US humanities PhDs ‘produce more employable graduates’

Arts and humanities PhD graduates from the US are more employable than their UK counterparts, a conference on doctoral education has heard.

The extra length of the US doctoral education – on average seven years compared with four in the UK – creates graduates with significantly more experience in teaching and administration, said Dina Iordanova, professor of film studies at the University of St Andrews.

“Those coming out of UK programmes often have little experience in teaching and next to no experience in administration,” Professor Iordanova told the UK Council for Graduate Education’s International Conference on Development in Doctoral Education and Training on 12 April, where she was speaking in a personal capacity.

Both factors contribute to university employers not being certain of applicants’ command of the field at large, she said.

“I always try to give my students teaching experience, but the opportunities are very limited, and what they do not get is teaching design experience,” she added.

“They may have developed certain experience in the classroom, but when left to work on their own, can they design their own courses? My feeling is nobody teaches this kind of thing in the humanities.”

PhD students can benefit from taking on administrative positions, such as on student-staff committees, so they do not receive a culture shock when they enter academia, she added.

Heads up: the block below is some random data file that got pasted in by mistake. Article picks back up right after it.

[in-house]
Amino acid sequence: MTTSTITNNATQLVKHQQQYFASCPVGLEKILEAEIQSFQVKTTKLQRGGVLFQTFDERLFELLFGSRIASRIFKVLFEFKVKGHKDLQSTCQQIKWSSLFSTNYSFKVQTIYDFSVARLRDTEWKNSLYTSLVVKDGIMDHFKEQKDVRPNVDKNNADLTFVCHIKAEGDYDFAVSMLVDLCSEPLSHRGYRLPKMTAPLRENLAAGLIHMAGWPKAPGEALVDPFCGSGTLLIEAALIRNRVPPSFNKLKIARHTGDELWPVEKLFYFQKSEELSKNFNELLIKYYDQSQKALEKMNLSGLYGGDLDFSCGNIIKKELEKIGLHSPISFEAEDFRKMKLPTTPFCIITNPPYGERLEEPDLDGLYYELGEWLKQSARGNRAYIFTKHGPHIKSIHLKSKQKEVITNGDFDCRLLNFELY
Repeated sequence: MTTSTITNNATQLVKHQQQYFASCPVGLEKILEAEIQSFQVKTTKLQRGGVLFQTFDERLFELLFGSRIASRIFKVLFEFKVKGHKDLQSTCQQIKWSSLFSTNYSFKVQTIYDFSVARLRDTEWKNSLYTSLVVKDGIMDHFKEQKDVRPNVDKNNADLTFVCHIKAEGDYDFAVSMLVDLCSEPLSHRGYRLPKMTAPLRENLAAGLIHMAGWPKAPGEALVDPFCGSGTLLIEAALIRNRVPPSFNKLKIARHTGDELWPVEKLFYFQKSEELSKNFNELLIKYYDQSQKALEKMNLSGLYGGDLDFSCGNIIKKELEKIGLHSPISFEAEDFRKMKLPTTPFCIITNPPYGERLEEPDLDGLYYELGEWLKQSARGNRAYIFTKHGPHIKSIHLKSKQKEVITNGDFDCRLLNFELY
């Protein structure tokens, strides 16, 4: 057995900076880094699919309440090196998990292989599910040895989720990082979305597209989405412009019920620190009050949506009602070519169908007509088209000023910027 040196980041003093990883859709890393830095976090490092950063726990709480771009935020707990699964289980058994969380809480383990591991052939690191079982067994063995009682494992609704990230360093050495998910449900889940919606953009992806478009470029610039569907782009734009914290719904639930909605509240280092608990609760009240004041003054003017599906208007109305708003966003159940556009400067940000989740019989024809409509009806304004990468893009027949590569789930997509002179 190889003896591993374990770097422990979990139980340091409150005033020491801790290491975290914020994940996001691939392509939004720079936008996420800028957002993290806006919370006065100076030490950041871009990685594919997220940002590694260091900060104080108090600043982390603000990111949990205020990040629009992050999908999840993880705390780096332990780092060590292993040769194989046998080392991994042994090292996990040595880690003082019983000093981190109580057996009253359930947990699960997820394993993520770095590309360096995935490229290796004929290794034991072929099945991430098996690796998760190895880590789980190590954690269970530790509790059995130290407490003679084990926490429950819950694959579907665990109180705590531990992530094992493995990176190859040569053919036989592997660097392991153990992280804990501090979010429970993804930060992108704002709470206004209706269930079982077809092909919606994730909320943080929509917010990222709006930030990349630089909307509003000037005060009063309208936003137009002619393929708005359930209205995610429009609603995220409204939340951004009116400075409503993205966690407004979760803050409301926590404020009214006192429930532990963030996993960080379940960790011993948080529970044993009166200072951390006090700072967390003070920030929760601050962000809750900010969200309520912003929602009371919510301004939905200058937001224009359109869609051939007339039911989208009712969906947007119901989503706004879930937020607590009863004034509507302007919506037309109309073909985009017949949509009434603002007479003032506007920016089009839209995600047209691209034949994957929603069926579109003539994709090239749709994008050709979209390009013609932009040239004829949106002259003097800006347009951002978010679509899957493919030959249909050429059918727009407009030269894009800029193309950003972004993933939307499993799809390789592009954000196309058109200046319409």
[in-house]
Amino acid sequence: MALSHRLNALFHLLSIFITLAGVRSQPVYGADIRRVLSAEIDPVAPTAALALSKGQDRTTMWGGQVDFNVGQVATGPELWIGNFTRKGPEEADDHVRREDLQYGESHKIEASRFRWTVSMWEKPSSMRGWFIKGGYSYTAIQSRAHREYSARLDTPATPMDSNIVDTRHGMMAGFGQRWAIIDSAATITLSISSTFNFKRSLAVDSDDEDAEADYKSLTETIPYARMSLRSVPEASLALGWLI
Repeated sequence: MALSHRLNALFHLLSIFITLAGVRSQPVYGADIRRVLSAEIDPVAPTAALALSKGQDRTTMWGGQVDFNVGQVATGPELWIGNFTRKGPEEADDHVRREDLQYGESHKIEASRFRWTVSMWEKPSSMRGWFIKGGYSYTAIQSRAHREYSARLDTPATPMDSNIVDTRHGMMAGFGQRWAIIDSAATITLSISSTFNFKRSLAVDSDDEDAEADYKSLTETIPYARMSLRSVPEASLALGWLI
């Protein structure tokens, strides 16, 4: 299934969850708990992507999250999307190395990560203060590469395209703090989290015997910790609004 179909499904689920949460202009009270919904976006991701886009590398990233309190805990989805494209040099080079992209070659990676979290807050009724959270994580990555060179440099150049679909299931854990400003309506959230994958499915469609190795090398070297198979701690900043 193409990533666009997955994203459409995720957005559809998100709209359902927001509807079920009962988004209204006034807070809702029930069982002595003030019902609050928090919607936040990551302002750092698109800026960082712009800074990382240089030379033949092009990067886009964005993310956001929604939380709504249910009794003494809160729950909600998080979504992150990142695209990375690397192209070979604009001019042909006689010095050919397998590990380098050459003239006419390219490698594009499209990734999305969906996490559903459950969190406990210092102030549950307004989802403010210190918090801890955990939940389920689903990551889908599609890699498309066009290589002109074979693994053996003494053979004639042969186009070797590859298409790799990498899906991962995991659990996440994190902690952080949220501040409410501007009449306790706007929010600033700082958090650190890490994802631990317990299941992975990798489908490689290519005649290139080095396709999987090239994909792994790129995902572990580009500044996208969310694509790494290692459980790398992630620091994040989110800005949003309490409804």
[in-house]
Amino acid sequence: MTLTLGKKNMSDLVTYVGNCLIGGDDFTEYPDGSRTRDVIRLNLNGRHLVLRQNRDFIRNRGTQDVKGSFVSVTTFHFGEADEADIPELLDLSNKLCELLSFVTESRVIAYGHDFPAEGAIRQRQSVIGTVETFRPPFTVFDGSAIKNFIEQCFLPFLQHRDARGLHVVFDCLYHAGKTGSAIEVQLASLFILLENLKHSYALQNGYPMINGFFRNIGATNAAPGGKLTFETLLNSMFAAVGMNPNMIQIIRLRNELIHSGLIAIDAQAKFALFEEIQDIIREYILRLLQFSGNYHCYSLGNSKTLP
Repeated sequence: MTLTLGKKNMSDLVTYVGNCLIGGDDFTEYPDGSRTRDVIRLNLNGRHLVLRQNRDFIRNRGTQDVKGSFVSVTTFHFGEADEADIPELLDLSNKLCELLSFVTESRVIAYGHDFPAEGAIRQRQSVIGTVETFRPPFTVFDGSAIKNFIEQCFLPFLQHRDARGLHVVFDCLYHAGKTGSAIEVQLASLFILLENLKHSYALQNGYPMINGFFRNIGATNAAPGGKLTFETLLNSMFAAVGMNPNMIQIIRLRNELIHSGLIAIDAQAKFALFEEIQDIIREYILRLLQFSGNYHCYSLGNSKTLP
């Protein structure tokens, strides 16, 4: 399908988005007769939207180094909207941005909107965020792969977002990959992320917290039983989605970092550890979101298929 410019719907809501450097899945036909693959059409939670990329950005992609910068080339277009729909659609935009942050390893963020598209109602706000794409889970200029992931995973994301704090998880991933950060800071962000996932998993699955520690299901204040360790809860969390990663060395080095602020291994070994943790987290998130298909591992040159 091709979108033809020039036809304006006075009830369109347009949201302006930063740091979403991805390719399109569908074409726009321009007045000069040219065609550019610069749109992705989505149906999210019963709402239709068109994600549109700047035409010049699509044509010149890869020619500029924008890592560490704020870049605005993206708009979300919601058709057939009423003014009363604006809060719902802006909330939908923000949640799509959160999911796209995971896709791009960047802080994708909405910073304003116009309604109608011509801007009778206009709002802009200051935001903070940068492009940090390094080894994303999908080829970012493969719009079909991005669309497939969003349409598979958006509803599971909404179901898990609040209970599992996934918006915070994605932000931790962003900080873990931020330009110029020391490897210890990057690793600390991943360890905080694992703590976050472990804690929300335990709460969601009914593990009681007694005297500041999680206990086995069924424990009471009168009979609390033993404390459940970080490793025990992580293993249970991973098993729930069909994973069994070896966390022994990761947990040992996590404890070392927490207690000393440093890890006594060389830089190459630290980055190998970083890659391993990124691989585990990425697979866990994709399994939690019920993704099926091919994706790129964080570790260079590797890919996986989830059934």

Professor Iordanova, who until recently was also provost of St Andrew’s postgraduate and research college St Leonard’s, was basing the views on her international experience, which spanned the UK, US and Canada.

Learning “soft skills” such as presentation and other transferable skills are also vital for UK students if they are to compensate for the lack of a US-style “buffer period” at the start of a PhD, she said. 

The cultural environment in which graduates studied was also important to take into account when hiring post-doctoral academics, she added.

While the standard reference for a graduate trained in the US is a “novel about the student”, applications from places such as Iran are often a paragraph and a half in length  and only include what is necessary. 

Colleagues were sometimes likely to reject applicants on the basis of such short references, she said, despite the fact that they are the result of cultural differences over  what the application should contain, rather a reflection on the abilities of the candidate.

elizabeth.gibney@tsleducation.com

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